Oklahoma figures prominently in national analyses touting “The Year of School Choice”
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Published: 02-Sep-2011

As the result of historic legislation enacted with bipartisan support in 2010 and 2011, recent national analysts point to Oklahoma as a national leader in the surge to school choice. The Wall Street Journal included the Sooner State in a commentary on “The Year of School Choice,” and Heritage Foundation analysts say Oklahoma is on the cutting edge of reform.

Meanwhile, the issue retains strength in the Sooner State. American for Prosperity’s Oklahoma director, Stuart Jolly, will take a leading part during National School Choice Week observances in January 2012, CapitolBeatOK has learned. 

To support its designation of 2011 as “The Year of School Choice,” The Wall Street Journal online analysis pointed to expanded school choice options in Louisiana, Ohio, North Carolina, Wisconsin, Florida, Georgia, Utah, Maine, Tennessee, Indiana – and Oklahoma. 

While the Journal said the gains “are due in large part” to Republican legislative strength, the analysis said school choice has gained as well thanks to “growing recognition by many Democrats that the unions are a reactionary force that is denying opportunity to millions. The ultimate goal should be to let the money follow the children to whatever school their parents want them to attend.”

In most states where choice has advanced, Democrats have played an important role working in coalition for reformist Republicans, including in Oklahoma. Urban Democrats such as state Reps. Jabar Shumate of Tulsa and Rebecca Hamilton of Oklahoma City have supported recent legislation advanced by Republicans such as Rep. Jason Nelson of Oklahoma City, and Sens. Dan Newberry of Tulsa and Patrick Anderson of Enid. 

Other Democrats, such as Oklahoma City’s Rep. Anastasia Pittman, have supported some school choice measures. 

A Heritage Foundation blog on August 29 pointed to the 18 states offering some form or forms of school choice to support its proposition that there is “More School Choice Than Ever.” 

Rachel Sheffield observed, “Another form of school choice that is gaining momentum every year is virtual schooling. Twenty-seven states operate state-led online schools, and 48 states plus D.C. provide some type of opportunity for online education. An estimated 1.5 million students are benefiting from these programs, which allow students flexibility in when and where they study and provide them the opportunity to learn at their own pace. For students in areas with limited resources, online learning can mean access to courses and teachers that might not otherwise be available.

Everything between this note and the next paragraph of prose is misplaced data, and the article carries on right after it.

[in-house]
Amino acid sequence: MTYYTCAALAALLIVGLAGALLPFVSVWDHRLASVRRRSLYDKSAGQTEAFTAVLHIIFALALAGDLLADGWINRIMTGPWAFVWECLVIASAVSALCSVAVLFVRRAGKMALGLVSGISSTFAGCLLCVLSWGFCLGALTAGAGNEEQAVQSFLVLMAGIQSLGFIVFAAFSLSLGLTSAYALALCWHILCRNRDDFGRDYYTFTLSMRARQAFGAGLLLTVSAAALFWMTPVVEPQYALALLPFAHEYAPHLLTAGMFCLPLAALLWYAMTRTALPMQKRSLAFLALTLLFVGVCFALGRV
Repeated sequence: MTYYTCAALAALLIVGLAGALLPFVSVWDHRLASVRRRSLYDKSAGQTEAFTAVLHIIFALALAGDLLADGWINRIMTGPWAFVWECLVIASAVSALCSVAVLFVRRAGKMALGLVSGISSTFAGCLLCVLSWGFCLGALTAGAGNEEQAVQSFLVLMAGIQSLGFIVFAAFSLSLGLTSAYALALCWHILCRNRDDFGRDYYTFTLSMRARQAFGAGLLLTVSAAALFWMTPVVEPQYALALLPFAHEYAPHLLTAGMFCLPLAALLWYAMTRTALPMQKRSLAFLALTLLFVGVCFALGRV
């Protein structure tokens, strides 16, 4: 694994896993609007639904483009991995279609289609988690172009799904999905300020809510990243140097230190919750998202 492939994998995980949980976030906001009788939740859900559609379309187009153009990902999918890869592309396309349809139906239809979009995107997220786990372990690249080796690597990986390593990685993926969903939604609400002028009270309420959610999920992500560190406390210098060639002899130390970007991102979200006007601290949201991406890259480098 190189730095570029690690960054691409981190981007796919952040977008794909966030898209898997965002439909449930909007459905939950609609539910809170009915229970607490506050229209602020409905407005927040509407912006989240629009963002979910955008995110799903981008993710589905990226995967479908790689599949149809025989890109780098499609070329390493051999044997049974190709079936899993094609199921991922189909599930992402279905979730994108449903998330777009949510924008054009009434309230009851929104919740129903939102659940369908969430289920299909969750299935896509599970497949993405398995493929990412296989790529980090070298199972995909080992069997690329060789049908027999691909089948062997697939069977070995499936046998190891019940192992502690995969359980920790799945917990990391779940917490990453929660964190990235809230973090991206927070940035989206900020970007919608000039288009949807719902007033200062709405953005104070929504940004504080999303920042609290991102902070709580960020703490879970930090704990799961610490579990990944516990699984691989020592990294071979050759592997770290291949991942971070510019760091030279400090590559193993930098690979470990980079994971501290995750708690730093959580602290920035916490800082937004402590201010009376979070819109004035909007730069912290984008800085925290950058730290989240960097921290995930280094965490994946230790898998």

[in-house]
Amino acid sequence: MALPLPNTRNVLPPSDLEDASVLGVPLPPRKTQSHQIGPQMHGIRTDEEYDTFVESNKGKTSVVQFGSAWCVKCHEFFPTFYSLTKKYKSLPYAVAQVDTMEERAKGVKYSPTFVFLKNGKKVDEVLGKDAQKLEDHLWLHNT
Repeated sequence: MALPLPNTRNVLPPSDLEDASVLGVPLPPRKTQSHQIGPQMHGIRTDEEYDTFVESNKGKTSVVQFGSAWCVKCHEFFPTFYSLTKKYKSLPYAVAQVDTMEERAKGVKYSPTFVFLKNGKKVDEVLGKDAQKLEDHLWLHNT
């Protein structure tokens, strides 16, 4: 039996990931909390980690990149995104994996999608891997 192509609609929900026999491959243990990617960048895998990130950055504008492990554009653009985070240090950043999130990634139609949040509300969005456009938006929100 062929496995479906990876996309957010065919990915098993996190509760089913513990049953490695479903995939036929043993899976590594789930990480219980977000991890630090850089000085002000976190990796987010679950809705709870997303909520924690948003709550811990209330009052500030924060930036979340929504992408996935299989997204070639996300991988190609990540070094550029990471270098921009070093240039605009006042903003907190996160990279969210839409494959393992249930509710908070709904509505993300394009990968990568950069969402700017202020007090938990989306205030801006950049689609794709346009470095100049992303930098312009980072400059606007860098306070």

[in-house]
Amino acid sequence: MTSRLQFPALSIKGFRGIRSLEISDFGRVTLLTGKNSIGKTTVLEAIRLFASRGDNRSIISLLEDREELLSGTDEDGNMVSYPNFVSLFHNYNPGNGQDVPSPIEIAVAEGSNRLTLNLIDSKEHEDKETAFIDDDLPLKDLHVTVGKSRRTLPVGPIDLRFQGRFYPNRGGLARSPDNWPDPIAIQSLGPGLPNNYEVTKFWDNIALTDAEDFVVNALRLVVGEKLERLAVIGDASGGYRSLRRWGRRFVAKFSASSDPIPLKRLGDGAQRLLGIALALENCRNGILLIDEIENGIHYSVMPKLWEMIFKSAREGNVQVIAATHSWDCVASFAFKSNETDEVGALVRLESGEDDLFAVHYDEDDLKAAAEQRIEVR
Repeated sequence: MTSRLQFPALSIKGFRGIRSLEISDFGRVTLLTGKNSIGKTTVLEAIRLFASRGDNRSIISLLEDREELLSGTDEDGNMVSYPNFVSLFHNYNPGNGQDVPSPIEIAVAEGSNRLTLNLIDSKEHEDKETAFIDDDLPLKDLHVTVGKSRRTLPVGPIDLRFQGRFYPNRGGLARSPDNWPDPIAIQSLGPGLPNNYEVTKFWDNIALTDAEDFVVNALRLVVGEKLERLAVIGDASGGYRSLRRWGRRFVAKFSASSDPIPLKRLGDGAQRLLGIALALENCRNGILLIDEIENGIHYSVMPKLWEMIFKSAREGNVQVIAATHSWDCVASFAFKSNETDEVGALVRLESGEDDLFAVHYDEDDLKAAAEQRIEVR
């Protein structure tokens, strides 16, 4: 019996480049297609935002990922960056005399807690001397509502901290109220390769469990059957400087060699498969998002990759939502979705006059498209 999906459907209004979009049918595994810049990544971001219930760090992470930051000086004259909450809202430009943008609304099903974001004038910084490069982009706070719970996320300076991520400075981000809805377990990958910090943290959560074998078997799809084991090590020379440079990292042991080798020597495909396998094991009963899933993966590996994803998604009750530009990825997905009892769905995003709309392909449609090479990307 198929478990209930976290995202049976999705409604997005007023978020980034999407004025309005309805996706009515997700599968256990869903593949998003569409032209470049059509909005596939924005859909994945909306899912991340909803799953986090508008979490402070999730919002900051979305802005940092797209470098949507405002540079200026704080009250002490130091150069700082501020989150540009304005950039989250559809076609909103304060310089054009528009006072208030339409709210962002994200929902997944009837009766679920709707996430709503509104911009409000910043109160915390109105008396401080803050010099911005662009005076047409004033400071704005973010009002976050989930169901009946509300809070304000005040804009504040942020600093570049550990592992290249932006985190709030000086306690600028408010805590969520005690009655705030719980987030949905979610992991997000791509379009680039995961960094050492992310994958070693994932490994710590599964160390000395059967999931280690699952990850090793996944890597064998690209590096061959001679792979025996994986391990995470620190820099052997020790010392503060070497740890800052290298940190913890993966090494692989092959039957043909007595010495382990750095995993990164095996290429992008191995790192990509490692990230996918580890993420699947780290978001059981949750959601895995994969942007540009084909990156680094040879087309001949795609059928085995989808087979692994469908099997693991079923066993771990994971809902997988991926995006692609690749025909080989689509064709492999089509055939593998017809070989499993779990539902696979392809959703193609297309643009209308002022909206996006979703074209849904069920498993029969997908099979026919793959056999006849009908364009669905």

“Charter schools are continuing to be a popular option for students as well. Forty states and Washington, D.C. have charter school laws, and charter schools now make up 5.4 percent of all public schools. Furthermore, the demand for charters is growing. Over 65 percent of schools report waiting lists (compared to 58 percent in 2008).

“Public school choice is also available in most states, either allowing students to transfer within districts, between districts or both. Currently, 46 states offer at least one of these options for public school choice.

“Additionally, homeschooling – legal in every state – is continuing to flourish. The latest numbers (from 2007) indicate that nearly 3 percent of all school-age children are taught at home. Homeschooling is one of the fastest growing education trends for K-12 students in the United States.”

Sheffield and Lindsey M. Burke featured Oklahoma successes in a Heritage Backgrounder dated August 17.
Their analysis praised the provision, in the Equal Opportunity Education Scholarship Act, of “up to 50 percent of the amount donated by individuals and businesses that contribute to scholarship-granting organizations. Students are eligible to receive scholarships of up to $5,000, or 80 percent, of the average per-pupil cost of the school district where they live.”

The application form for the Opportunity Scholarship is now available at the Oklahoma Department of Education website (http://www.tax.ok.gov/btforms.html). The scholarship-granting organization form is the second from the top (#80002, “Application as a Scholarship-Granting Organization, SGO). 

The first Oklahoma law allowing private school choice was enacted in 2010: “The Lindsey Nicole Henry Scholarship for Students with Disabilities Program provides scholarships in the amount of per-pupil state public education funding or the amount of tuition at the child’s chosen private school, whichever is less. In order to be eligible, students must have an Individualized Education Plan (IEP), as well as have attended an Oklahoma public school the previous year.”

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